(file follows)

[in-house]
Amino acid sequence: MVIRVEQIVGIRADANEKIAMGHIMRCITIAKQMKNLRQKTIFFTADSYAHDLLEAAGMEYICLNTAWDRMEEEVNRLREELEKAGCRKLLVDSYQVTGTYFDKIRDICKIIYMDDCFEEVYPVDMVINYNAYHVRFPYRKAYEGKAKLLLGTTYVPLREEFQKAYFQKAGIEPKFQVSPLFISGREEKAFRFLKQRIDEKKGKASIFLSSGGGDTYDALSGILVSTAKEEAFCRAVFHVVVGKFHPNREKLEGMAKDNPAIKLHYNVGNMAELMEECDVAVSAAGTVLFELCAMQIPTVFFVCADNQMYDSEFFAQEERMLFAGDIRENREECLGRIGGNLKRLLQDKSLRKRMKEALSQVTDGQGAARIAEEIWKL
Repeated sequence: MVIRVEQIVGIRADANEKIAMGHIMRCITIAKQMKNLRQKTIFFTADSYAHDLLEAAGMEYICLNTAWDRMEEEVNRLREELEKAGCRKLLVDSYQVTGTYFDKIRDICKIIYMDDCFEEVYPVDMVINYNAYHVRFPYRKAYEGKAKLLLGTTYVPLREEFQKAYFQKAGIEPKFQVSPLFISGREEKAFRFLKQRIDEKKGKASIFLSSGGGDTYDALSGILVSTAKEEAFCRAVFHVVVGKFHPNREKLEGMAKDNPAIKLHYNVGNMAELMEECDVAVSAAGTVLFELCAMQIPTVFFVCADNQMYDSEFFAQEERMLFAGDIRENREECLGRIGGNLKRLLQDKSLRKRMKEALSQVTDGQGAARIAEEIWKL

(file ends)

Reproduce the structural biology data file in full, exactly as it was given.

[in-house]
Amino acid sequence: MVIRVEQIVGIRADANEKIAMGHIMRCITIAKQMKNLRQKTIFFTADSYAHDLLEAAGMEYICLNTAWDRMEEEVNRLREELEKAGCRKLLVDSYQVTGTYFDKIRDICKIIYMDDCFEEVYPVDMVINYNAYHVRFPYRKAYEGKAKLLLGTTYVPLREEFQKAYFQKAGIEPKFQVSPLFISGREEKAFRFLKQRIDEKKGKASIFLSSGGGDTYDALSGILVSTAKEEAFCRAVFHVVVGKFHPNREKLEGMAKDNPAIKLHYNVGNMAELMEECDVAVSAAGTVLFELCAMQIPTVFFVCADNQMYDSEFFAQEERMLFAGDIRENREECLGRIGGNLKRLLQDKSLRKRMKEALSQVTDGQGAARIAEEIWKL
Repeated sequence: MVIRVEQIVGIRADANEKIAMGHIMRCITIAKQMKNLRQKTIFFTADSYAHDLLEAAGMEYICLNTAWDRMEEEVNRLREELEKAGCRKLLVDSYQVTGTYFDKIRDICKIIYMDDCFEEVYPVDMVINYNAYHVRFPYRKAYEGKAKLLLGTTYVPLREEFQKAYFQKAGIEPKFQVSPLFISGREEKAFRFLKQRIDEKKGKASIFLSSGGGDTYDALSGILVSTAKEEAFCRAVFHVVVGKFHPNREKLEGMAKDNPAIKLHYNVGNMAELMEECDVAVSAAGTVLFELCAMQIPTVFFVCADNQMYDSEFFAQEERMLFAGDIRENREECLGRIGGNLKRLLQDKSLRKRMKEALSQVTDGQGAARIAEEIWKL